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Don't Trust Your Eyes: Natural Optical Illusions

Nature is the best illusionist! How often did you look at something to see... a face that looks just like your neighbor, a koala or even Bart Simpson?
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Don't Trust Your Eyes: Natural Optical Illusions

The most exciting thing about optical phenomena is that they are individual. You may look at a rainbow (which is an optical illusion, too) with your significant other and see two different pictures and even argue over the number of its colors! It's not a vision; it's our brain and Mother Nature playing tricks on us. Enjoy this beauty but remember that it's only an illusion.

Ball Lightning


Ball lightning

Remember Marvel comic books and X-men movies? One of the superpower mutants, Storm, can create ball-shaped lightenings to crush enemies with. This phenomenon, although very rare, truly exists (ball lightenings, that is, not X-men, but... who knows?). Surrounded by a sinister glow, ball lightning moves in slo-mo, choosing its victim. Of course, it's not a ball, although our eyes and brains choose to see it shaped like this.
These lightenings may appear even at a TV antenna and burst like bubbles, causing immense damage. However, if you are at a safe distance, you will definitely enjoy its dangerous beauty.

St. Elmo's Fire


St. Elmo's Fire

As it turns out, sailor is the very best profession for those who want to challenge themselves to optical illusions! One of them, named in honor of mariners' patron saint, occurs during a thunderstorm on electrically charged objects, such as a mast of a ship. This luminous plasma appears like a flash of fire, and some people believe that it can be an ectoplasmic issue of a disembodied soul passing by in a storm.

Sun Pillars


Sun Pillars

They appear in the cold season of the year caused by plate-like ice crystals in the Earth's atmosphere. These pieces of ice reflect the light of the sun and, conspiring with our brain and eyes, make us see wondrous pillars with the foundation built on the sun. Look for them right at the first or last light of day but please don't take them for a UFO!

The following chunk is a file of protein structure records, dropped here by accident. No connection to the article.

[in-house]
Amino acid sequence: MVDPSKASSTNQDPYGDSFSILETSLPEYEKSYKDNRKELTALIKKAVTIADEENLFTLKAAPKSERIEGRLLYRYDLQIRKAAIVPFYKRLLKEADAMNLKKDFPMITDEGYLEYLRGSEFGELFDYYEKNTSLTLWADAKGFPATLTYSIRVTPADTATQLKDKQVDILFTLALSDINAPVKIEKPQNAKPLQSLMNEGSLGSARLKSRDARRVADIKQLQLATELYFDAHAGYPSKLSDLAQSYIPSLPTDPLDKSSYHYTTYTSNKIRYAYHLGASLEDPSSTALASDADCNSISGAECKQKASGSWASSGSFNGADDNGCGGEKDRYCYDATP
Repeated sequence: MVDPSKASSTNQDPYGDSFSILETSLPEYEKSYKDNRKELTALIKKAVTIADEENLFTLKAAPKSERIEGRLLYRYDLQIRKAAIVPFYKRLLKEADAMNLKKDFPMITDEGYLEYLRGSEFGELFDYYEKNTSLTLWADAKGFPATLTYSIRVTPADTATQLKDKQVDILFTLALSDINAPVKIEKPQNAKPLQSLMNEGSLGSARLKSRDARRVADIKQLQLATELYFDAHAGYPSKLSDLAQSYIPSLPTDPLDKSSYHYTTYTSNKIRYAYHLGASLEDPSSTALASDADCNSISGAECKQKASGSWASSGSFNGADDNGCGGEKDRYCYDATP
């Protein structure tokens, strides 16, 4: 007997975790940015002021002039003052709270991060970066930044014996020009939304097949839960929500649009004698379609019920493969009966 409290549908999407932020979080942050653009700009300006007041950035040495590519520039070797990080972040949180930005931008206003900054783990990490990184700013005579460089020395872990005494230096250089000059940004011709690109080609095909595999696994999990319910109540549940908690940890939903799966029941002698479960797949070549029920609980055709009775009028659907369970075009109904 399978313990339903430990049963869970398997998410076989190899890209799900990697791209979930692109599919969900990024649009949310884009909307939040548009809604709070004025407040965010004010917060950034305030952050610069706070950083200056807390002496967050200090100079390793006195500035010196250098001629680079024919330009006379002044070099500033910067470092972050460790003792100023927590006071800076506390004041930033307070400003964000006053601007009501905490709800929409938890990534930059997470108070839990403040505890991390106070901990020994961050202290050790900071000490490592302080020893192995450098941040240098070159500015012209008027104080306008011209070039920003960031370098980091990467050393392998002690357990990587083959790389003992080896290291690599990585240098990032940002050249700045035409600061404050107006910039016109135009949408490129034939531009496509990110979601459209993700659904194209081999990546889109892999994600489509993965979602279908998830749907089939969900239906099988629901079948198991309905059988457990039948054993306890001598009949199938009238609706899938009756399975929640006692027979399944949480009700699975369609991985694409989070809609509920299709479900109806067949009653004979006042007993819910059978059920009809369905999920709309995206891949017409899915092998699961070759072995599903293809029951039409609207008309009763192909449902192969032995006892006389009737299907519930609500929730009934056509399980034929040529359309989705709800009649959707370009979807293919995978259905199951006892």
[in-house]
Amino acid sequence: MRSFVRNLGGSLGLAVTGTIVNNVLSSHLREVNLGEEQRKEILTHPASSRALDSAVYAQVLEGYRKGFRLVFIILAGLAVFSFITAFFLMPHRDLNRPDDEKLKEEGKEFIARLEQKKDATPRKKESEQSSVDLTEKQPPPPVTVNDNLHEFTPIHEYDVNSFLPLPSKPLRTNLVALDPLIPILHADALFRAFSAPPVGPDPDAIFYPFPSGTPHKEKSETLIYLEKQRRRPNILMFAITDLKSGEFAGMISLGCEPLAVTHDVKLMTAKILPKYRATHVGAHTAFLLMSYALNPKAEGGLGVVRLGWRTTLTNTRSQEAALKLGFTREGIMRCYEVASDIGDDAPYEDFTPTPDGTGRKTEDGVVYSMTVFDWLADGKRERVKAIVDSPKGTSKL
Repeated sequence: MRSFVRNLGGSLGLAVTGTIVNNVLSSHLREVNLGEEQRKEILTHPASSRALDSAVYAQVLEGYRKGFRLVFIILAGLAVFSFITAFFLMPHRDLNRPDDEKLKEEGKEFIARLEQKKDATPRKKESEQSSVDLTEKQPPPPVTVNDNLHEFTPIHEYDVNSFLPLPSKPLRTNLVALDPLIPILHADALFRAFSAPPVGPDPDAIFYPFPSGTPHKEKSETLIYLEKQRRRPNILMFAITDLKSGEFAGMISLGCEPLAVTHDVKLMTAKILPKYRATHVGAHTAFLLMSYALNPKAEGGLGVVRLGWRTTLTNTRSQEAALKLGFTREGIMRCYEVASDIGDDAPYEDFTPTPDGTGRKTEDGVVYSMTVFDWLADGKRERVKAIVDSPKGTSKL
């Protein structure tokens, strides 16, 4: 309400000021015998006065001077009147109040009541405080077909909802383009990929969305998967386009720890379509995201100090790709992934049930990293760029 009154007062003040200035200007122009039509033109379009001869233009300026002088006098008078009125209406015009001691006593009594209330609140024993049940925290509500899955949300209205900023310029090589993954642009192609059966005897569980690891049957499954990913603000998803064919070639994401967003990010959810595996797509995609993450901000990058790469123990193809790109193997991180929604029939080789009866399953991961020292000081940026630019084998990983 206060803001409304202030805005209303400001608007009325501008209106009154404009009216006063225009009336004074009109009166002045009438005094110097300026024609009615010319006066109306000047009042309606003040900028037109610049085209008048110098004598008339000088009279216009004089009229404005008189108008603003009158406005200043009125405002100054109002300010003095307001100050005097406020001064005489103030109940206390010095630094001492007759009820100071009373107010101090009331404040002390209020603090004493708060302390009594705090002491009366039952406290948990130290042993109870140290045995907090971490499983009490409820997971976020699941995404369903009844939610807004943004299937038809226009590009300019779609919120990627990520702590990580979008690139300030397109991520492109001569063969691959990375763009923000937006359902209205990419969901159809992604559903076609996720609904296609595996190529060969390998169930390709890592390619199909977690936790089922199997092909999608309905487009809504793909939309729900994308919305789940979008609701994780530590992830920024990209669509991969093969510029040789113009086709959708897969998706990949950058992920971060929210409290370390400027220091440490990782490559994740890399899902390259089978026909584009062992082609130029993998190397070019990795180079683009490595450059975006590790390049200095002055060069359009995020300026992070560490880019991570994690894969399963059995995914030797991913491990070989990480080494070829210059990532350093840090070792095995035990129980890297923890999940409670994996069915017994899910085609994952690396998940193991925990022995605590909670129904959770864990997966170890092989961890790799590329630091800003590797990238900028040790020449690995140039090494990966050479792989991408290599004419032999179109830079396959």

Sun Dogs


Sun Dogs

Why the strange name, you might ask. Let us ask you first: are you a cat man or a dog man? If you are the latter (take five, bro!), you should know that a dog follows its owner everywhere. In a similar fashion, this optical phenomenon appears only around the Earth's daytime star. Why does it occur? The reason is the same plate-like ice crystals reflecting sunlight.

Rainbow


Rainbow

Last, but not least, rainbow is a beautiful arc of colored light in thy sky. It appears after the rain when tiny drops of water are hanging in the air. The sun works as a natural projector, and its light is reflected from these drops, showing us the multi-colored path to the pot of gold. But why is rainbow bow-shaped, anyway? In fact, it appears as a circle but we can see only the upper part of it from the ground (See now why you have never managed to find the said pot of gold at the end of the rainbow? It simply has no end!). The most widely known optical phenomenon is surrounded by myths and legends. Some Native American tribes believe rainbow is the ladder that the bravest of them can use to reach heaven.

Nature deceives us, it's true. Sometimes we see non-existent things. But can you imagine our world without rainbows? Way too dull, huh? Optical phenomena are so beautiful that we can only say "thanks" to this deftest illusionist.

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